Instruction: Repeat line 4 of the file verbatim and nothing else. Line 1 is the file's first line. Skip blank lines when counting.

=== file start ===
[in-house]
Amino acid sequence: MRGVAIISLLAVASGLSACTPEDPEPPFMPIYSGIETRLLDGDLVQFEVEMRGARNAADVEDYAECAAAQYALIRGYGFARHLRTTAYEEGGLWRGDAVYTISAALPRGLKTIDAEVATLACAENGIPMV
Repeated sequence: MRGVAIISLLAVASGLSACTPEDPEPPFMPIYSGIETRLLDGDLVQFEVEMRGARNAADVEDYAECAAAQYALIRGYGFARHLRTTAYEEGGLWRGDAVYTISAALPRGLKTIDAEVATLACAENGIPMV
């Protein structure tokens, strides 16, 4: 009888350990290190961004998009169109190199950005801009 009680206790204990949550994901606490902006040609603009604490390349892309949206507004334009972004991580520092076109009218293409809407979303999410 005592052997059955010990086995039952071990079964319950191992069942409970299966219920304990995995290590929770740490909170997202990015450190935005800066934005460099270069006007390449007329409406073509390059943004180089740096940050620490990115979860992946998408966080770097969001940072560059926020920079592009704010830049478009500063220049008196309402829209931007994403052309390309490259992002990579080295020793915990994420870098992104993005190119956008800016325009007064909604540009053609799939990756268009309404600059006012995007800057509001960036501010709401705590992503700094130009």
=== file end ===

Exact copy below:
């Protein structure tokens, strides 16, 4: 009888350990290190961004998009169109190199950005801009 009680206790204990949550994901606490902006040609603009604490390349892309949206507004334009972004991580520092076109009218293409809407979303999410 005592052997059955010990086995039952071990079964319950191992069942409970299966219920304990995995290590929770740490909170997202990015450190935005800066934005460099270069006007390449007329409406073509390059943004180089740096940050620490990115979860992946998408966080770097969001940072560059926020920079592009704010830049478009500063220049008196309402829209931007994403052309390309490259992002990579080295020793915990994420870098992104993005190119956008800016325009007064909604540009053609799939990756268009309404600059006012995007800057509001960036501010709401705590992503700094130009």